(I feel like I'm complaining in my head all the time about not wanting to blog anymore, but then something comes up and makes me feel like I should still be persistent about it. Anyway, this is a sidenote to Lisa because your blog actually makes me want to stay consistent about recording thoughts just because I love reading about yours and all of the little details you include.)
A friend of mine posted recently about going 100 days without technology. It was kind of interesting to me because I often feel the tugs and pulls of technology beckoning me. I put off getting a smartphone until just a year ago because I knew that I would be a prisoner to it once I did have one. And don't get me wrong, I do love having it, but I think there is a lot of value in simplicity. I kind of dig camping because of the absence of being always connected. I think I just kind of dislike that I feel it divide my attention when I know that I should be prioritizing the people I'm actually present with, if that makes sense.
Technology is just one of those things though - use in moderation, always. In most ways, our world is still so immature in knowing how to navigate technology (and when I say technology, I may actually more specifically mean connectivity). We bungle it a lot of times, but I think people are getting better about it. In 5 years, do you think we'll really need all of the pre-movie disclaimers about turning off cell phones and not even taking it out while the movie is playing? I think that kind of thing will be so second nature that the idea of ever even having to tell someone that they shouldn't take out their phone during a movie will seem ridiculous.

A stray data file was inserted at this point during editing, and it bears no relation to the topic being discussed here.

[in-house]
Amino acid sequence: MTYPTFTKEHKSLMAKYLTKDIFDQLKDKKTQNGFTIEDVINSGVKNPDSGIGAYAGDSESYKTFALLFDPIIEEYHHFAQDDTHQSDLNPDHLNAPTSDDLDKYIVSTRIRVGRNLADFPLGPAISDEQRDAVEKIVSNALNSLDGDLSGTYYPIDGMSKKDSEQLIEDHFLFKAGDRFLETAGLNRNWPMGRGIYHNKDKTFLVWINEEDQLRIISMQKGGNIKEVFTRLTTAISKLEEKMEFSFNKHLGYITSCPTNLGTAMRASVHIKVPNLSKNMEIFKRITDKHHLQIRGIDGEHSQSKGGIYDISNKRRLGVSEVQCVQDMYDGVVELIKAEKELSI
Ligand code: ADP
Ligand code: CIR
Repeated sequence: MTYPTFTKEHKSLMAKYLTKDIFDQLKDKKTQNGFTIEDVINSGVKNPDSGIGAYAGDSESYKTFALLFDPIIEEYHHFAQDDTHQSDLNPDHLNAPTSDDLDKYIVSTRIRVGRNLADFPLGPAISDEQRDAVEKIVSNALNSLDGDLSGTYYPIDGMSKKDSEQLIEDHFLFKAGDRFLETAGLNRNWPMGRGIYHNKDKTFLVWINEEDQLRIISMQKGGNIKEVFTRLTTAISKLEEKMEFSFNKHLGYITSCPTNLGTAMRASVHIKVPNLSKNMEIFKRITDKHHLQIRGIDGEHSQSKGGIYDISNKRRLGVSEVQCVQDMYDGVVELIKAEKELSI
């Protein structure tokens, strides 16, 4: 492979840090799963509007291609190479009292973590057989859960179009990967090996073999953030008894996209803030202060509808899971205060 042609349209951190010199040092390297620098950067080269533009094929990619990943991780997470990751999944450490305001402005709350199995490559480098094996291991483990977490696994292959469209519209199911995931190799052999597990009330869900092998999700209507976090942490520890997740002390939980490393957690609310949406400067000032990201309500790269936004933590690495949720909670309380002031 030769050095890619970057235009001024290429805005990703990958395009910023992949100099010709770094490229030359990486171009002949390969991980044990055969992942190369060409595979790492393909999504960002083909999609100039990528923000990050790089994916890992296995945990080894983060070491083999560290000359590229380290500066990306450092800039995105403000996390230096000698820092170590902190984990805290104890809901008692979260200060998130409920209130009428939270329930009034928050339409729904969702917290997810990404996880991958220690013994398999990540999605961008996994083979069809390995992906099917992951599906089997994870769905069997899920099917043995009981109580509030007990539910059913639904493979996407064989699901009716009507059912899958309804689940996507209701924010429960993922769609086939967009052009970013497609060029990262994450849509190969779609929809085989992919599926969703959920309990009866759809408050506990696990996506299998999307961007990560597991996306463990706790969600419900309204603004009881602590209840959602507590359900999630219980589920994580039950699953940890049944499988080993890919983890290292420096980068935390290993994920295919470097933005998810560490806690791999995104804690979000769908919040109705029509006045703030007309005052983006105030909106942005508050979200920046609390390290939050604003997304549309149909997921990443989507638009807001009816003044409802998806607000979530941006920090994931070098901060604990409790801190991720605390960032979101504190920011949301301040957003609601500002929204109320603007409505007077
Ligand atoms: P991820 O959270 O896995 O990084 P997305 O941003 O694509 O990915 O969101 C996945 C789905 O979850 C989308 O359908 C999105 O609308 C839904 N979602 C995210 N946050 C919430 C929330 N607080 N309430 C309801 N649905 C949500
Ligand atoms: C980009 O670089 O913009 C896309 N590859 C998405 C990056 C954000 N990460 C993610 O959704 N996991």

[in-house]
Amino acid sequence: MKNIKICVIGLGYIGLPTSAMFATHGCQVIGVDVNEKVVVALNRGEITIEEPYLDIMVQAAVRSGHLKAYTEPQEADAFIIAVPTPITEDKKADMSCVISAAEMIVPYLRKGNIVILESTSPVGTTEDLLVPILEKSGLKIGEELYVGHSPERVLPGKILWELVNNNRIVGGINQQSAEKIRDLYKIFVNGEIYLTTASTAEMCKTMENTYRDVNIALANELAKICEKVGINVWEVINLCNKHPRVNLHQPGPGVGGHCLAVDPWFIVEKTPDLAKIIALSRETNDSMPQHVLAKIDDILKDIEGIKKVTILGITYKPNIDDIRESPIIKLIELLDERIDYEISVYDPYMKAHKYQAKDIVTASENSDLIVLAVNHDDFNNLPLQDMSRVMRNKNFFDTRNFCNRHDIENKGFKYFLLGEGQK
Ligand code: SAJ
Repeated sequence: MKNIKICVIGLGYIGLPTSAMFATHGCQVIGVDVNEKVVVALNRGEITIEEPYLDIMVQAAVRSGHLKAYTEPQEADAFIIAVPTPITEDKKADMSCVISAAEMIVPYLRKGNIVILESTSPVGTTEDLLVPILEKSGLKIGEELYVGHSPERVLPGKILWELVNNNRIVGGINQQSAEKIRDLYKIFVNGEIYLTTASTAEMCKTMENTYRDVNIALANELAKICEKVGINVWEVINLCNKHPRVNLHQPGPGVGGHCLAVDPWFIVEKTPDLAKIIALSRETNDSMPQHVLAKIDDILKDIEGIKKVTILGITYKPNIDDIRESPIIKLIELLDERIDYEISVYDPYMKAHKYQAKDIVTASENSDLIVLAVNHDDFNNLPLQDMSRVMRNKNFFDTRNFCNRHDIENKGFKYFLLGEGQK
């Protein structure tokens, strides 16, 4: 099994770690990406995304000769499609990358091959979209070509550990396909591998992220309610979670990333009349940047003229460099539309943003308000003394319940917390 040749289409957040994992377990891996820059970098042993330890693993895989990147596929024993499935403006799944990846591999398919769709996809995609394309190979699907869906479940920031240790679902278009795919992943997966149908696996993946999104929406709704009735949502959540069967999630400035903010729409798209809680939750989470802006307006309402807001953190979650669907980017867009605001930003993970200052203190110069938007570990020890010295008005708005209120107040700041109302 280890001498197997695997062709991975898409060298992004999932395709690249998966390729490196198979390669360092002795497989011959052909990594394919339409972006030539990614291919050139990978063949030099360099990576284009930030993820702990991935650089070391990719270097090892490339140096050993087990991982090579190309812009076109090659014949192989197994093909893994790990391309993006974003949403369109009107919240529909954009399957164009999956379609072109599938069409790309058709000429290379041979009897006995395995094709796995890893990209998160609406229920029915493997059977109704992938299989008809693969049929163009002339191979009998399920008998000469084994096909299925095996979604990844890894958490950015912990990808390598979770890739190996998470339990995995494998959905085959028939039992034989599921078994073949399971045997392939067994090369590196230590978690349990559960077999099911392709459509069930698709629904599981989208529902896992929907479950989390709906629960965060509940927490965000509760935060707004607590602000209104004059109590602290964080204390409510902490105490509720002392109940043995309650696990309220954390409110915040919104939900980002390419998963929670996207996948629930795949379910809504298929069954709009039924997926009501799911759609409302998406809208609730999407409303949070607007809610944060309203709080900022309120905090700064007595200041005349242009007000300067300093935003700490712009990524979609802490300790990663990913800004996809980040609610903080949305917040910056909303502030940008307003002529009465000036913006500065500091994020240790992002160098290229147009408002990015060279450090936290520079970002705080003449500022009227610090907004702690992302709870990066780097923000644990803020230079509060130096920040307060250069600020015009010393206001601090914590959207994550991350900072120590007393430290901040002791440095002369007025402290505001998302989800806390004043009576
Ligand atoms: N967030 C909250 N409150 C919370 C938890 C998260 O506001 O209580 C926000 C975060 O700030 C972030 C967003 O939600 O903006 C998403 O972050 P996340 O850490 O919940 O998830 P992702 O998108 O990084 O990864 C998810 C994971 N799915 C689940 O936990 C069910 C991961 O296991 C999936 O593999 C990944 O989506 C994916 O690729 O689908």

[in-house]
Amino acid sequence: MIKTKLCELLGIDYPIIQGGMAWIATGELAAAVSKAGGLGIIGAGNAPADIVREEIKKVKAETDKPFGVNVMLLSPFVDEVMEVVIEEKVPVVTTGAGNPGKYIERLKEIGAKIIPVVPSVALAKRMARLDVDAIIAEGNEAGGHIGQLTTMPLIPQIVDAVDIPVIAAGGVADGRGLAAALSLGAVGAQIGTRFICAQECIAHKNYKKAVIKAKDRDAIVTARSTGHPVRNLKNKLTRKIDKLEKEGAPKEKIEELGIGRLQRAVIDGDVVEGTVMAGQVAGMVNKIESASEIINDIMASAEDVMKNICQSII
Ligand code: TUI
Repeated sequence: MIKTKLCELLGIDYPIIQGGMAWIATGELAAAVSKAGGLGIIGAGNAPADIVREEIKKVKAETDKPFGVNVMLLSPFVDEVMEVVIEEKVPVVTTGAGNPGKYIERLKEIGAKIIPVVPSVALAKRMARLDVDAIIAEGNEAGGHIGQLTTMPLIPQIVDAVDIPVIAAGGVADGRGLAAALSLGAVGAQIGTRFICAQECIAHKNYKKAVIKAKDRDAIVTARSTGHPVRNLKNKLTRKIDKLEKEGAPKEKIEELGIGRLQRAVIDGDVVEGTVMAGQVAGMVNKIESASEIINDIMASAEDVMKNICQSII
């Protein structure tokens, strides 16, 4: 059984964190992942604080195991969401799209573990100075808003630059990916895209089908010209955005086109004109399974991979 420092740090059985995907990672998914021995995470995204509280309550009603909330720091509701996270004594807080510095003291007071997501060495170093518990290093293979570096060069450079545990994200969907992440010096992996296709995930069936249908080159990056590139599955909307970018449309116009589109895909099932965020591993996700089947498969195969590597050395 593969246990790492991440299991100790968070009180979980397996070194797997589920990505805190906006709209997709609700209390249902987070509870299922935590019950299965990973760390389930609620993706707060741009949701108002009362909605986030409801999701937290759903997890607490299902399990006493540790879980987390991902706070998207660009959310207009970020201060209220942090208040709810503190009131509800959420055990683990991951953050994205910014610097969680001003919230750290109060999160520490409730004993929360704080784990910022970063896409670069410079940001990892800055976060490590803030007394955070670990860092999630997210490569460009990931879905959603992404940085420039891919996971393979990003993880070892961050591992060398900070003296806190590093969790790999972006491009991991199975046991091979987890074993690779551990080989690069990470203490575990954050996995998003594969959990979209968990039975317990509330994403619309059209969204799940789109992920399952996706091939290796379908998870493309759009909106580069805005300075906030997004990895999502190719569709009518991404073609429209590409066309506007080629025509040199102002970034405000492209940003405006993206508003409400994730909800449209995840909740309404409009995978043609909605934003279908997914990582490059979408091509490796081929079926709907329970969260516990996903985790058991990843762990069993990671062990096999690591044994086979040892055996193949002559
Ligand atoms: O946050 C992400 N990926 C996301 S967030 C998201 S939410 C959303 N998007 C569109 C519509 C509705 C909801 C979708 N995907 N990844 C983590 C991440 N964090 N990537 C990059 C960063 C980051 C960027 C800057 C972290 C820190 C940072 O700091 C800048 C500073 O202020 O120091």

There are so many great things to being always connected that I really do love, however. I love Instagram. I love seeing my friends and their kids on there. I should probably be better at posting more regularly, but that's probably my favorite social media platform right now. I love FB for hearing about the random people that I know who I may not always be really close to, but still like hearing what they're up to anyway. And I also think the occasional friend poll that happens, proclamations of glad tidings, or rants about trivial things are also kind of fun. I think in most cases, I actually wish the people that I like most were more regular about updating their social networks. It really does decrease the feeling of distance.
Then there are all of the neat things that the Church is doing online. There are so many videos and great messages getting spread abroad that I think are so important. In my own life, it's been really neat engaging in my own family history and reaching out to some people that I have found that have actually done some of my family work. None of them have replied back, but I think it's just a matter of time. I used to think that I was the only person in my family who was a member of the Church, but because of technology I've realized that I'm actually not. Cool, huh?
Again, it's just one of those things. There are some terrible things that can happen - true - but used properly, technology can really be a great thing.